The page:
The first step is ensuring that leaders have a true understanding of the obstacles and challenges female employees can sometimes face before they even get to the office door. That means considering the specific challenges of women of all life stages. There is a particular cohort whose obstacles have, until very recently, been overlooked – and even considered taboo. Midlife women can often face a perfect storm of challenges – whether that is caring for children, looking after elderly relatives, or dealing with difficult menopausal symptoms. This can result in women not applying for and reaching more senior roles, or, even worse, an exodus of women from the workplace altogether when they hit their forties and fifties. If companies continue to lose women at this life stage, they risk losing not only their current female leaders, but also the next generation of female talent.
The midlife maelstrom
The challenges facing women in midlife include family responsibilities and health concerns –specifically the menopause.
Many women in this so-called ‘sandwich’ generation find themselves caught between caring responsibilities that extend three ways: to parents and in-laws, to children and grandchildren, and potentially also to spouses and partners. According to the Faculty of Occupational Medicine in the UK, a quarter of women aged 50-64 have informal caring responsibilities for a sick, disabled or elderly person.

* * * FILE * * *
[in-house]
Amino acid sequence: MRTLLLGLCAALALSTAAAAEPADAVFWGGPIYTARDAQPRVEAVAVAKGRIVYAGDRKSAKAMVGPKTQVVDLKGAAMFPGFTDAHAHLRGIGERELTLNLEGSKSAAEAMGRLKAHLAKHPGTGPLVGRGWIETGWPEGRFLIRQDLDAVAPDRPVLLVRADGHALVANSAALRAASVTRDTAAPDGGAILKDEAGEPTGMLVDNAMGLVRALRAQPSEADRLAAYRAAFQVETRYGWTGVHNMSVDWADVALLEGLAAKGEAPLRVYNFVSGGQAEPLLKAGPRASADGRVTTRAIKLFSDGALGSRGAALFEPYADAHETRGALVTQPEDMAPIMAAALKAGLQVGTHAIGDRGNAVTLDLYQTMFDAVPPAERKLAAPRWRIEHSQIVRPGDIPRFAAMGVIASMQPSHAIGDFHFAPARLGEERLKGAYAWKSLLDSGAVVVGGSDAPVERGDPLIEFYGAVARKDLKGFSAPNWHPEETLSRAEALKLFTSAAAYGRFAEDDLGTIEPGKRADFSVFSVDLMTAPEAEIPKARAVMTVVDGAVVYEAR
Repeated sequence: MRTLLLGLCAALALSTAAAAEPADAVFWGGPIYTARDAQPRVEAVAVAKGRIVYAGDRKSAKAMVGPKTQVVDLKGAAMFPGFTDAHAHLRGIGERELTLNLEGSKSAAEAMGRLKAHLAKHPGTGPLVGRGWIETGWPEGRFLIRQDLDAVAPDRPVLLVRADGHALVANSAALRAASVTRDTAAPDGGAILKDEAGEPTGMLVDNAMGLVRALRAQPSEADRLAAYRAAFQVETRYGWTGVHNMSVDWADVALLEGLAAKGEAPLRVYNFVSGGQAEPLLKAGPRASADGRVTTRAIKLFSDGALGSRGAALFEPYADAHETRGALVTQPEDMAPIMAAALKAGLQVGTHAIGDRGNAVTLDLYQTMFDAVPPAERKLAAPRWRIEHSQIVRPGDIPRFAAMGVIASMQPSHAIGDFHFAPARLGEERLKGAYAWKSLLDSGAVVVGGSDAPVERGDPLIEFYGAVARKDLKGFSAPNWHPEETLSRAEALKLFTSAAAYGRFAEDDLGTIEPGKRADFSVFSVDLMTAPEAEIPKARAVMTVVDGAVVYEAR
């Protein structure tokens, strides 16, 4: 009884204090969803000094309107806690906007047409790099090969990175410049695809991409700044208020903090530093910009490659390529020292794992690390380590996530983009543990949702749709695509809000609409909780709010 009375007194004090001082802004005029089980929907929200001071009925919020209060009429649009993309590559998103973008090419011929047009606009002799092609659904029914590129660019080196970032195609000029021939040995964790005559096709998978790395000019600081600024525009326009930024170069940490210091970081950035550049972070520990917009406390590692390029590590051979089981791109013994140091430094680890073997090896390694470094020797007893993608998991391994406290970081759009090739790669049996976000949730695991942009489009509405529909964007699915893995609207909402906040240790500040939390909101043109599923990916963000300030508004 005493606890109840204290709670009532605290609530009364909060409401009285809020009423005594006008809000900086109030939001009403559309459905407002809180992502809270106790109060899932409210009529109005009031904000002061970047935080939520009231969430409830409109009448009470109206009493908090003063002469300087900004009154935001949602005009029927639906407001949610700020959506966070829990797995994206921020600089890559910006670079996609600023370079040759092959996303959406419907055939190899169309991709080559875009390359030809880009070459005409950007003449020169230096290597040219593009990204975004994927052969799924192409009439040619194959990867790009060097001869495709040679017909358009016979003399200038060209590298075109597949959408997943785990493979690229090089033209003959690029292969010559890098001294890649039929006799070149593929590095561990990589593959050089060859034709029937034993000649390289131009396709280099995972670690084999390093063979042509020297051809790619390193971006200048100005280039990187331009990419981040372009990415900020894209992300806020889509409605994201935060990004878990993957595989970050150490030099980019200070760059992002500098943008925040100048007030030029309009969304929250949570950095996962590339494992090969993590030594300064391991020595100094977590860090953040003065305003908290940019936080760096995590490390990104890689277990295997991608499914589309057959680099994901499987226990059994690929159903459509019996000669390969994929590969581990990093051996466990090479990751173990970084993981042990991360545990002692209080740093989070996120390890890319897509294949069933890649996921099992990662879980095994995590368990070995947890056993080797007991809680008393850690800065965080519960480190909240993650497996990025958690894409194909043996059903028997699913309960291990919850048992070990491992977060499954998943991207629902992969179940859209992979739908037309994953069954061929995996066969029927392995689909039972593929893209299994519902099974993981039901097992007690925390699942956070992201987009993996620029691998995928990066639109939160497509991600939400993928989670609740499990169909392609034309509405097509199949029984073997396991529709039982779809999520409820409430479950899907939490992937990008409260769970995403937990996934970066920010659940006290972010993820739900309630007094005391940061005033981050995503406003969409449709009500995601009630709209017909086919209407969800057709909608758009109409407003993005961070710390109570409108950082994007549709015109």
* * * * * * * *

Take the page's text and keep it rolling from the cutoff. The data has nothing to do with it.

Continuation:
“No-one has ever said to the male collective, ‘How do you want to fit in your work around your family?’”Drew Gibson, head of inclusion, belonging and wellbeing, Santander UK
As Drew Gibson, head of inclusion, belonging and wellbeing at Santander UK, said to me: “If you look at typical career journeys and expectations for men and women, I don’t think there’s ever been a moment in time where someone has said to the male collective, ‘How do you want to fit in your work around your family?’” That has far-reaching implications. “This mismatch in experience between men and women has far-reaching consequences, both in terms of how we view and value men, and the inequality we continue to see in career progression and outcomes for women.”
Employers are also increasingly recognizing that menopause is a significant influence on women in midlife. Women’s reproductive health and hormonal challenges have long been considered taboo in the workplace, yet their side-effects can have a major impact on women’s confidence levels, career progression and wellbeing.
Although many businesses are some way off normalizing this taboo, some are tackling it head on. “As a firm, we want to create a safe and inclusive working environment, where anyone who is experiencing the menopause feels comfortable asking for the help they need to manage their symptoms,” says Liz Cope, senior diversity, inclusion and social impact manager at law firm Stephenson Harwood. There are some notable examples of organizations taking action to support women with the menopause. Service retailer Timpson pays for hormone replacement therapy (HRT) prescriptions, for example. Fashion retailer ASOS has implemented a menopause leave policy. Builders’ merchant Travis Perkins has run a menopause group-coaching programme to support employees experiencing symptoms. In total, more than 2,000 employers have now signed the Menopause Workplace Pledge developed by the Wellbeing of Women charity, committing to recognizing that menopause can be an issue in the workplace and to supporting those affected.